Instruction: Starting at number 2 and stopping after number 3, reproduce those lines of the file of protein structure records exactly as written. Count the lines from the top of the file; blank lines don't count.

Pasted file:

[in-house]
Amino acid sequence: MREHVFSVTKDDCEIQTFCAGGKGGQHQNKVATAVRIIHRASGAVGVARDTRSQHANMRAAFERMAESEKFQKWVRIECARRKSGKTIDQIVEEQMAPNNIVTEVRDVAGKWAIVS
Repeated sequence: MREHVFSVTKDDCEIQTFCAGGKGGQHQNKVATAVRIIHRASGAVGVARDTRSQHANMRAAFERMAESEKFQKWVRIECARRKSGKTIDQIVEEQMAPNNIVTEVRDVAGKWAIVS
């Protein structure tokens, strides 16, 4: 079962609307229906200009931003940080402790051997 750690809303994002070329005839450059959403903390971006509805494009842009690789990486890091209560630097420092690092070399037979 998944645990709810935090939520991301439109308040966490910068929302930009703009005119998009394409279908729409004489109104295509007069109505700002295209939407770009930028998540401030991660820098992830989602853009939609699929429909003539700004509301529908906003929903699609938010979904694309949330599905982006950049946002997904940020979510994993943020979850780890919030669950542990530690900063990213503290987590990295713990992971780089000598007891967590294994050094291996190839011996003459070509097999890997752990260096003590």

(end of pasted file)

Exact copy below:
Amino acid sequence: MREHVFSVTKDDCEIQTFCAGGKGGQHQNKVATAVRIIHRASGAVGVARDTRSQHANMRAAFERMAESEKFQKWVRIECARRKSGKTIDQIVEEQMAPNNIVTEVRDVAGKWAIVS
Repeated sequence: MREHVFSVTKDDCEIQTFCAGGKGGQHQNKVATAVRIIHRASGAVGVARDTRSQHANMRAAFERMAESEKFQKWVRIECARRKSGKTIDQIVEEQMAPNNIVTEVRDVAGKWAIVS